ILM used a Canon 5D III and Nikon 28mm lens to shoot space scenes for The Mandalorian

It’s funny how a company can use both the latest insane bleeding-edge tech as well as gear that’s deemed “obsolete” by the masses in order to produce one of the most popular TV shows to ever grace our screens. But that’s exactly what Disney did for The Mandalorian – New season begins tomorrow!

Although much of The Mandalorian, and particularly the space scenes, were created using some pretty next-level CG, a number of scenes for the new series in the show were actually shot using the Canon EOS 5D Mark III DSLR… With a $500 Nikon 28mm f/2.8 manual focus lens.

The idea of creating a model of Mando’s ship, the Razor Crest, came from the show’s creator, Jon Favreau (yup, that guy). He wanted a real model ship. It was initially as a reference for the CG artists so that they could test lighting, but then they realised they could actually just shoot the thing. And, because he was inspired by Guillermo del Toro…

I learned from Gullermo del Toro, if you build a miniature, you get to have it in your house.

– Jon Favreau

So, that’s what they did. They even brought in one of Photoshop’s creators, John Knoll (who also happens to be Chief Creative Officer at ILM) to help them work on it. They created a 50ft long motion control rig (which John Knoll built from scratch himself) using the Canon EOS 5D Mark III and a Nikon 28mm f/2.8 lens which allowed them to control the position and movement of both the camera and the model ship mounted to it.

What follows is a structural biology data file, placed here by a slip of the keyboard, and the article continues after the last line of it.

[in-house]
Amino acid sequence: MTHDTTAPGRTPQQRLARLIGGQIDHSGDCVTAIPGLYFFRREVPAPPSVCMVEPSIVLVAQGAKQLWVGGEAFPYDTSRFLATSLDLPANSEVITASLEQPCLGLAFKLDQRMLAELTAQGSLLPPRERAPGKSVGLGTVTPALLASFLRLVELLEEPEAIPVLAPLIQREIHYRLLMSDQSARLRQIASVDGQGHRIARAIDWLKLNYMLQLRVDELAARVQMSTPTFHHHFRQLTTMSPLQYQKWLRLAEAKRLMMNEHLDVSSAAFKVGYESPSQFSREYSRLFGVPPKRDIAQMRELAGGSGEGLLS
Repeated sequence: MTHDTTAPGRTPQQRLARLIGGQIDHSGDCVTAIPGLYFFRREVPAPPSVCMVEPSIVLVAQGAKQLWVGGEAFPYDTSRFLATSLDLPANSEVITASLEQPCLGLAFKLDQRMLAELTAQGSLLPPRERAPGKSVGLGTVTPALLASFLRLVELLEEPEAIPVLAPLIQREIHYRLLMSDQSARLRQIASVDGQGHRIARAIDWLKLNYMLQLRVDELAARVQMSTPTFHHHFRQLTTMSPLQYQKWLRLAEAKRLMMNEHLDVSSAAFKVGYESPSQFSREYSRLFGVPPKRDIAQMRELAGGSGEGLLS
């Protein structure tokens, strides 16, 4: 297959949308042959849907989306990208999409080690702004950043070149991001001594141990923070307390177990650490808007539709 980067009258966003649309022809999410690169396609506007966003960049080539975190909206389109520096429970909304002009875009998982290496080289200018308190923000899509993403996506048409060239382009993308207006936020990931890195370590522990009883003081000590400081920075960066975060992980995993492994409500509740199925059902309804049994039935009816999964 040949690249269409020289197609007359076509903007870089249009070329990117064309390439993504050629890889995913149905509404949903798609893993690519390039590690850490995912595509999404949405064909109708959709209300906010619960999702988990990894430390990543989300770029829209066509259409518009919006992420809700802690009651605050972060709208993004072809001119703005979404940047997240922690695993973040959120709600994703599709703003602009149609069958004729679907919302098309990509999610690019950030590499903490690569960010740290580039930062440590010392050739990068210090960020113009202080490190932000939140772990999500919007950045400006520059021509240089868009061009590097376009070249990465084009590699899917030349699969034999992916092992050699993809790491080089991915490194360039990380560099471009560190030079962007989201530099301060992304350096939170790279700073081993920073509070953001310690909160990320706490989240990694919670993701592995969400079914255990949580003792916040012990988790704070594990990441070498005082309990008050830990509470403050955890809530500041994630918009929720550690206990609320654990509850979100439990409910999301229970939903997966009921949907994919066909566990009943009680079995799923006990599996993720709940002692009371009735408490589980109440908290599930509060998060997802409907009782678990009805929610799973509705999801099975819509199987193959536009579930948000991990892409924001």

And it’s quite obvious it’s a 5D Mark III because the markings on the camera shown in the video don’t match the 5D Mark II or 5D Mark IV.

Left-to-right: EOS 5D Mark II, EOS 5D Mark III, EOS 5D Mark IV

Yes, you’re right. The EOS 5D Mark III doesn’t shoot 4K video. But when you’re dealing with motion control systems, you can shoot raw still images, and the 5D Mark III shoots 22.3-megapixel full-frame images, resulting in 5760 x 3840 raw files. Sure, it’s not exactly 8K, but it’s plenty more than plenty for 4K, and it’s being composited anyway, so the images are likely only taking up a relatively small portion of the whole frame anyway.

It’s great to see some of the older techniques starting to come back, and quite amusing to see them dusting off some of that old 90s motion control tech to make it happen.

So, who’s looking forward to the new series? I know I can’t wait!

[via DCW]

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